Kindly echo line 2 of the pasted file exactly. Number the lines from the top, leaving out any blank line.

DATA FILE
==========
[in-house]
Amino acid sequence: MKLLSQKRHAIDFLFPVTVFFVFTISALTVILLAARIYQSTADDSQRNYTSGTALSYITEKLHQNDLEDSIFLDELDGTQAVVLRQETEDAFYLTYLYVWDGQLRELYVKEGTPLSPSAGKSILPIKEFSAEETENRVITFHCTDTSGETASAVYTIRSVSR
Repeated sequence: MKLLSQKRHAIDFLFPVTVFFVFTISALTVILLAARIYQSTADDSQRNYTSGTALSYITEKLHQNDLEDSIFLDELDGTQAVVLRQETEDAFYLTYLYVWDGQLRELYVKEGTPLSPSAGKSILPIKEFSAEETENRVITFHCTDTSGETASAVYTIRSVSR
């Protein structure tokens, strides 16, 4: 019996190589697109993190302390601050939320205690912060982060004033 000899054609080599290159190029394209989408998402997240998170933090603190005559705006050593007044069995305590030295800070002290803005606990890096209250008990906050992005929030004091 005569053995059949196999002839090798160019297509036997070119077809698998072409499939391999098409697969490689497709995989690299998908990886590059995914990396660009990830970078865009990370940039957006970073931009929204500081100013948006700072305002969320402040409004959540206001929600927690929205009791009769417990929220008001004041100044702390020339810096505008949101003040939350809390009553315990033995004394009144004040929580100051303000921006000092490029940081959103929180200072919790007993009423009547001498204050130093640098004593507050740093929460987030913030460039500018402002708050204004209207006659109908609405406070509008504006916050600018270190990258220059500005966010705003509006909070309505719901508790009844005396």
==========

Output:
Amino acid sequence: MKLLSQKRHAIDFLFPVTVFFVFTISALTVILLAARIYQSTADDSQRNYTSGTALSYITEKLHQNDLEDSIFLDELDGTQAVVLRQETEDAFYLTYLYVWDGQLRELYVKEGTPLSPSAGKSILPIKEFSAEETENRVITFHCTDTSGETASAVYTIRSVSR